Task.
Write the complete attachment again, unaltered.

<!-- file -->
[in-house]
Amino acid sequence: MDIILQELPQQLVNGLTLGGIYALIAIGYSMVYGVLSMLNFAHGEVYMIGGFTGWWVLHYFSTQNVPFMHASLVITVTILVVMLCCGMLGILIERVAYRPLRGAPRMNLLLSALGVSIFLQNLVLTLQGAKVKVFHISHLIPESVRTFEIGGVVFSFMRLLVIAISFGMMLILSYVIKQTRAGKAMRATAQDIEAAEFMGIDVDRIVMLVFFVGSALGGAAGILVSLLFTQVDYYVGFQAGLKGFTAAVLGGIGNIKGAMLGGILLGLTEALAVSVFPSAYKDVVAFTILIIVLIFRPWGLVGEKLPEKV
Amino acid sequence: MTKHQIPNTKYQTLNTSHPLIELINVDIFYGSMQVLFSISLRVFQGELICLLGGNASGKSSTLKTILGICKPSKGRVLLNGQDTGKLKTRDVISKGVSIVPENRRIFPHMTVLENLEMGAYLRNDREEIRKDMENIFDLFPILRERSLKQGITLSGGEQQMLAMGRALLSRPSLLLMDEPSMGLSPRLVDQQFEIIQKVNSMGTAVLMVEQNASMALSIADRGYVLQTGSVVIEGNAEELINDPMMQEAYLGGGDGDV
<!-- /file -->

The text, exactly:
[in-house]
Amino acid sequence: MDIILQELPQQLVNGLTLGGIYALIAIGYSMVYGVLSMLNFAHGEVYMIGGFTGWWVLHYFSTQNVPFMHASLVITVTILVVMLCCGMLGILIERVAYRPLRGAPRMNLLLSALGVSIFLQNLVLTLQGAKVKVFHISHLIPESVRTFEIGGVVFSFMRLLVIAISFGMMLILSYVIKQTRAGKAMRATAQDIEAAEFMGIDVDRIVMLVFFVGSALGGAAGILVSLLFTQVDYYVGFQAGLKGFTAAVLGGIGNIKGAMLGGILLGLTEALAVSVFPSAYKDVVAFTILIIVLIFRPWGLVGEKLPEKV
Amino acid sequence: MTKHQIPNTKYQTLNTSHPLIELINVDIFYGSMQVLFSISLRVFQGELICLLGGNASGKSSTLKTILGICKPSKGRVLLNGQDTGKLKTRDVISKGVSIVPENRRIFPHMTVLENLEMGAYLRNDREEIRKDMENIFDLFPILRERSLKQGITLSGGEQQMLAMGRALLSRPSLLLMDEPSMGLSPRLVDQQFEIIQKVNSMGTAVLMVEQNASMALSIADRGYVLQTGSVVIEGNAEELINDPMMQEAYLGGGDGDV